A multi-institute team of Spanish and German researchers has developed functionalized gold nanoparticles capable of delivering siRNAs specifically into cancer cells in vivo.
To date, a number of groups have used such nanoparticles as efficient, non-toxic carriers for siRNAs, yet the majority of these have only been tested in cell cultures against reporter genes, the investigators wrote in Biomaterials.
Recently, they demonstrated an RNAi effect using various gold nanoparticles in three biological systems of increasing complexity — in vitro cultured human cells, in vivo freshwater polyp, and in vivo healthy nude mice — and pinpointed certain design parameters that were required for functionalizing the nanoparticles for use in different organisms.
For instance, only a covalent bond between the siRNA and the nanoparticle ensured active RNAi release in the mice, an efficiency that was reinforced by the addition of RGD peptide to the surface of the nanoparticle, they wrote.
Aiming to test their delivery approach in a disease setting, the scientists focused on lung cancer given that RGD is recognized by cell-surface receptors, such as integrins, that are involved in cell adhesion and are expressed on proliferating endothelial cells such as those found in tumors.
They delivered the gold/RGD nanoparticles loaded with siRNAs against c-Myc — a regulator gene commonly mutated in many cancers — intratracheally into a lung cancer syngeneic orthotopic murine model, and found that the treatment resulted in significant target gene downregulation followed by tumor growth inhibition and prolonged animal survival.
“These results reiterate the capability of functionalized gold nanoparticles for targeted delivery of siRNA to cancer cells towards effective silencing of the specific target oncogene,” they concluded. “What is more, we demonstrate that the gold nanoconjugates trigger a complex inflammatory and immune response that might promote the therapeutic effect of the RNAi to reduce tumor size with low doses of siRNA.”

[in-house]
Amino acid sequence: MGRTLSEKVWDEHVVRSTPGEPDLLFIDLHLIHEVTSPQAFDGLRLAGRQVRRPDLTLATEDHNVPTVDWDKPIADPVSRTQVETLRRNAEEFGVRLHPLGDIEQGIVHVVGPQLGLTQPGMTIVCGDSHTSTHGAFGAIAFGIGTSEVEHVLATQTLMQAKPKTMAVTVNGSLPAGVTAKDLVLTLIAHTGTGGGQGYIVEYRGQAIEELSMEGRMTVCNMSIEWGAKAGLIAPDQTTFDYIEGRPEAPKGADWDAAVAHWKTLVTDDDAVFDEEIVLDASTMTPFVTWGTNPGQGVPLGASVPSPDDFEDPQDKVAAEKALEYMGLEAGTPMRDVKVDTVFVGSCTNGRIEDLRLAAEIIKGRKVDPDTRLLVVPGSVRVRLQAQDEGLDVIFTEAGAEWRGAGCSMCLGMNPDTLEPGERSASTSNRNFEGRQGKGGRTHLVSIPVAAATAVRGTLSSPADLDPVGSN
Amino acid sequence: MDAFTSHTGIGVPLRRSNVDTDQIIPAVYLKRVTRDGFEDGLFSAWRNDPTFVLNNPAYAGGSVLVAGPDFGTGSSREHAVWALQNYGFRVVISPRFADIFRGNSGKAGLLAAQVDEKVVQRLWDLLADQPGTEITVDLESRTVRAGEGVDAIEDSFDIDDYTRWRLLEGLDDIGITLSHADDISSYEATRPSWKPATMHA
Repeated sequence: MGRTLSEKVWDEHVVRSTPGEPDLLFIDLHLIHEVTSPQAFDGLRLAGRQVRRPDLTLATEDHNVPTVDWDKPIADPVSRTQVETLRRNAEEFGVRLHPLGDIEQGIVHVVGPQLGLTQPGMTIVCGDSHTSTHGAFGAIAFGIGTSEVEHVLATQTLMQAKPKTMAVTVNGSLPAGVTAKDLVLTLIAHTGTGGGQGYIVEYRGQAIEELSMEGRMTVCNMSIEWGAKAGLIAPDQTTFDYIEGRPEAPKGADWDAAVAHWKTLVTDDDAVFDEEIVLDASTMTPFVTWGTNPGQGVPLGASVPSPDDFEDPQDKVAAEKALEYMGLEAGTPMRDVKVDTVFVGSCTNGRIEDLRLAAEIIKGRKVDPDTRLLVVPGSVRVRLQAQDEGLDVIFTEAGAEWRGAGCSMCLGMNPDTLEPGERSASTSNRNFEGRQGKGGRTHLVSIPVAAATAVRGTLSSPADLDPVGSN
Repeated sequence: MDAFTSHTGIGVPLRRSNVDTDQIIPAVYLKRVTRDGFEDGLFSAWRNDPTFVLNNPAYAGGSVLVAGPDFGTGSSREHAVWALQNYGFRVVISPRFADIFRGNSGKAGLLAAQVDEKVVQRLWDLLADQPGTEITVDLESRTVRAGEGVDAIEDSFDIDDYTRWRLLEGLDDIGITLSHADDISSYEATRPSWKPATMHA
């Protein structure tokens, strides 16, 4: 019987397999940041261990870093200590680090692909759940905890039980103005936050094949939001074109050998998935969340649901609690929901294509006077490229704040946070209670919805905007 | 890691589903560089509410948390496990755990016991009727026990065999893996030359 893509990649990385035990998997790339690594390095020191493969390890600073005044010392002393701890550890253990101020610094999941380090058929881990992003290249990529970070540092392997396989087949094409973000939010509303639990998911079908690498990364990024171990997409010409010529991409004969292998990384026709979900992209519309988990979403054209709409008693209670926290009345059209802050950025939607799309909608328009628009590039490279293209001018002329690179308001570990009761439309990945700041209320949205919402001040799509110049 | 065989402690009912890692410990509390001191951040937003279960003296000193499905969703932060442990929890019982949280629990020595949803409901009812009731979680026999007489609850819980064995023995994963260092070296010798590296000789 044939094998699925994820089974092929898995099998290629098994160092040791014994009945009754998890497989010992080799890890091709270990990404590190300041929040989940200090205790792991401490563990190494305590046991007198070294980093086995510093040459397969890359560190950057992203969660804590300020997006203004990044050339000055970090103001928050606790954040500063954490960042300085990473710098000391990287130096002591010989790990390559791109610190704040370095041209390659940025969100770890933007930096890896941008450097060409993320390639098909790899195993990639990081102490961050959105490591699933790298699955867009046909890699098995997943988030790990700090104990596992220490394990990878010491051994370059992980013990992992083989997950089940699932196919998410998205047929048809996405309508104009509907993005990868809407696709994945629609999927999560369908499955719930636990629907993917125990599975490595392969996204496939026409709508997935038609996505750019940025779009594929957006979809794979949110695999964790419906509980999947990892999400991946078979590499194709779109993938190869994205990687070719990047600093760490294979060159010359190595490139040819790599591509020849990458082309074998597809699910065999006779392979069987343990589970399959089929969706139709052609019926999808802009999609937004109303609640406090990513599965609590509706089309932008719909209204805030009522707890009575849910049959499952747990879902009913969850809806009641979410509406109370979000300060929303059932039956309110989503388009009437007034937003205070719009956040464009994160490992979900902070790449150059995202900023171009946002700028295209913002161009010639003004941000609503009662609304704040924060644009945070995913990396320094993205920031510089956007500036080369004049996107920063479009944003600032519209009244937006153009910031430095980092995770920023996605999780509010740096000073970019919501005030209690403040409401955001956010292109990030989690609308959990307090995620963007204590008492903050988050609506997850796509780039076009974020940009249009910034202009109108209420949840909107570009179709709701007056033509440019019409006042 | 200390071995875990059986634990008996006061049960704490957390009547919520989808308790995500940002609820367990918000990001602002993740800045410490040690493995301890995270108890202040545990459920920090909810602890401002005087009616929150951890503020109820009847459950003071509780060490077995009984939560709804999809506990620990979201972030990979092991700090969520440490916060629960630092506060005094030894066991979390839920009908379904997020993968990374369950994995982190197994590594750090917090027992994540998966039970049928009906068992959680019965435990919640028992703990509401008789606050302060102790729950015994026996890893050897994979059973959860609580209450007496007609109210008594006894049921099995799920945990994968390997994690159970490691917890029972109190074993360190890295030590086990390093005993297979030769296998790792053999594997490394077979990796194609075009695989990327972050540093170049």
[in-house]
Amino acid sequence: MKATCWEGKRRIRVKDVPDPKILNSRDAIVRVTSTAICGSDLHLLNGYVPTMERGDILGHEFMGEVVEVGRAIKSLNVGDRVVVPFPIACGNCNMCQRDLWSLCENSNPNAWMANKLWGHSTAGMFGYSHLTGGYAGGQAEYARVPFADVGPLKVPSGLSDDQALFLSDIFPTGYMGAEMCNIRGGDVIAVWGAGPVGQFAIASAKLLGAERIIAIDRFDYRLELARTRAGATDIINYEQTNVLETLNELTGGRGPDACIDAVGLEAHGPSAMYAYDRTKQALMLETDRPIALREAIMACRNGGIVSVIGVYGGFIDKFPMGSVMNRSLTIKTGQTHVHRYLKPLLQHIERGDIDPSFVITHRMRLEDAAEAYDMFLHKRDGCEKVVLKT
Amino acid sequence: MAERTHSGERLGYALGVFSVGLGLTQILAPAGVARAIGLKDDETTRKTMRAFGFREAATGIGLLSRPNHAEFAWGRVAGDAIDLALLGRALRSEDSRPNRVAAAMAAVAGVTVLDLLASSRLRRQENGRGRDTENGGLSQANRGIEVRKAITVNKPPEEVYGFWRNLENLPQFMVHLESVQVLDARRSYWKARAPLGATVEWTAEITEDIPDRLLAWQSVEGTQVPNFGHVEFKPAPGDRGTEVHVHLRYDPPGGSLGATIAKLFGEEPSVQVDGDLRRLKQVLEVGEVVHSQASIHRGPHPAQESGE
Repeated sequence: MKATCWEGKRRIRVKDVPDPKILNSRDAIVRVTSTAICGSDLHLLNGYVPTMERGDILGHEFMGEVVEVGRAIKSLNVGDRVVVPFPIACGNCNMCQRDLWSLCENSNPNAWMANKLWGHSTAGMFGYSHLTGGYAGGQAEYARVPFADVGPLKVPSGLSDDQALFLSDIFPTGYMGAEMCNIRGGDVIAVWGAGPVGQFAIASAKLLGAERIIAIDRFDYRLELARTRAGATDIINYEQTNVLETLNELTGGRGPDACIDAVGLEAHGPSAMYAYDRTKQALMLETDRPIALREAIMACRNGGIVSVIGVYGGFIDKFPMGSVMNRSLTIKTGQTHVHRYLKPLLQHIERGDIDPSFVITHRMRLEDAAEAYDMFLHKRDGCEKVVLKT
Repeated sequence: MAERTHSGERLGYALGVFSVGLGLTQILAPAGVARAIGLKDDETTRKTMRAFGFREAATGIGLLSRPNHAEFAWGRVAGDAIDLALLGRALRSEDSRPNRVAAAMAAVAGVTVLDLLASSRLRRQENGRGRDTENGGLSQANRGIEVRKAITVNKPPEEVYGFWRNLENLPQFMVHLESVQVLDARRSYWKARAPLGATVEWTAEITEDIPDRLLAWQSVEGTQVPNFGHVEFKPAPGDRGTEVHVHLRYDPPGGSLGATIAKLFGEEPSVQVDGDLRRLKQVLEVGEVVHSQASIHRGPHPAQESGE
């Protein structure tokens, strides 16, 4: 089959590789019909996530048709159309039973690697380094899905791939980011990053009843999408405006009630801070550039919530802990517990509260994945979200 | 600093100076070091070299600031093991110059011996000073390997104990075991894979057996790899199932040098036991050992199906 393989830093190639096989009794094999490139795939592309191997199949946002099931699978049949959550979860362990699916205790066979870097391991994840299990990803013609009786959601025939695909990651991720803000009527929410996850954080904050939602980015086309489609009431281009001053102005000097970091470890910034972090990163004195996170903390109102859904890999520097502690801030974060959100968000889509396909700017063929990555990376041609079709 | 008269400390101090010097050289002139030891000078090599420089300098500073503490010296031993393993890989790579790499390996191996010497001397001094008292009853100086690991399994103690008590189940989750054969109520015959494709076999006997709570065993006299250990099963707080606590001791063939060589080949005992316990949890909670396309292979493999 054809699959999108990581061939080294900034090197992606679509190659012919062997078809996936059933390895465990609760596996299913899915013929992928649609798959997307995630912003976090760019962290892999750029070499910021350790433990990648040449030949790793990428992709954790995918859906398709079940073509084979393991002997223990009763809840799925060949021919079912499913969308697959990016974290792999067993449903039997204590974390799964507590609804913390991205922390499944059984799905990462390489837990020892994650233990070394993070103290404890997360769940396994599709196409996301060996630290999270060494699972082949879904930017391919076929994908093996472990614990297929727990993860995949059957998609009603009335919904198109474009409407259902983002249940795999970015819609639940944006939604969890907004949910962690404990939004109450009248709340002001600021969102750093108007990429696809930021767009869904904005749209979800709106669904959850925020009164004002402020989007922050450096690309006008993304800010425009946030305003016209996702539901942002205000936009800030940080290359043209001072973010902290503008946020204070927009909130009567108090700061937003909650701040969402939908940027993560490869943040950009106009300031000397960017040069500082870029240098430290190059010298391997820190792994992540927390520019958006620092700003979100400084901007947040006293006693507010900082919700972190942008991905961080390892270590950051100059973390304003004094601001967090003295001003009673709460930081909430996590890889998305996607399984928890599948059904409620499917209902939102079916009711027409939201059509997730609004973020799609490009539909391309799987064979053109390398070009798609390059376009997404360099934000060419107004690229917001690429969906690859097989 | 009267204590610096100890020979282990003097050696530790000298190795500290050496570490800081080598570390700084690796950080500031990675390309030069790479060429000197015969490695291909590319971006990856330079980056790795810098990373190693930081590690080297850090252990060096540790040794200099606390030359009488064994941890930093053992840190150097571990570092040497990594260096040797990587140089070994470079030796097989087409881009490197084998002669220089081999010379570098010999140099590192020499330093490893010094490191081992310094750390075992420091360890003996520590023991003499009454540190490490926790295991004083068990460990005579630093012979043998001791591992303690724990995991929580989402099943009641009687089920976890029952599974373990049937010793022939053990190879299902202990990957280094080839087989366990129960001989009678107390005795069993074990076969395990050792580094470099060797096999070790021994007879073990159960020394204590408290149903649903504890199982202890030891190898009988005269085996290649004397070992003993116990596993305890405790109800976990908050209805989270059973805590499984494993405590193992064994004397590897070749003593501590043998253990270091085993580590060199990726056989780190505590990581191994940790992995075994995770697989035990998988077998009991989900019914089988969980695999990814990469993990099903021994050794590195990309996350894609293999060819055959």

Looking to improve the detection of disease-associated circulating microRNAs, a team of Chinese researchers has developed a biosensor capable of identifying cancer-related miRNAs in blood using DNA concatamer amplification.
“Many methods have been developed for analyzing miRNA expression, including Northern blotting, microarray-based detection, and quantitative polymerase chain reaction,” the scientists wrote in Biosensors and Bioelectronics. But these approaches, they said, are limited by their efficacy, need for specialized skills, cost, or complexity.
To overcome this, the team developed a sensitive electrochemical miRNA biosensor based on two auxiliary probes, which can self-assemble to form one-dimensional DNA concatamers that serve as carriers for signal amplification, they wrote in their paper.
To test the approach on miR-21, they chose hexaammineruthenium(III) chloride as a signal reporter since it can bind to negatively charged DNA strands and screen-printed gold electrodes as substrate for surface immobilization of capture probes.
“The capture probe comprises a loop component, which includes a sequence complementary to the target,” they stated. “In the absence of target miRNA-21, the capture probe exits predominantly in the hairpin form. The DNA concatamers cannot bind to the capture probe through the complementary base pairing.”
In this state, only small electrochemical signals were observed. However, in the presence of miR-21, the stem-loop structure of the capture probe is unfolded, allowing the DNA concatamers to hybridize with the terminus of the capture probe.
“Consequently, numerous redox indicators can be gathered to the working electrode via DNA concatamers and eventually produce an amplified electrochemical signal,” they added.
With the sensor, miR-21 was able to be detected at concentrations ranging from 100 aM to 100 pM, with a detection limit of 100 aM, in human serum.
Based on the method’s sensitivity, selectivity, and stability, the research group sees potential for its use in miRNA diagnostics and prognostics.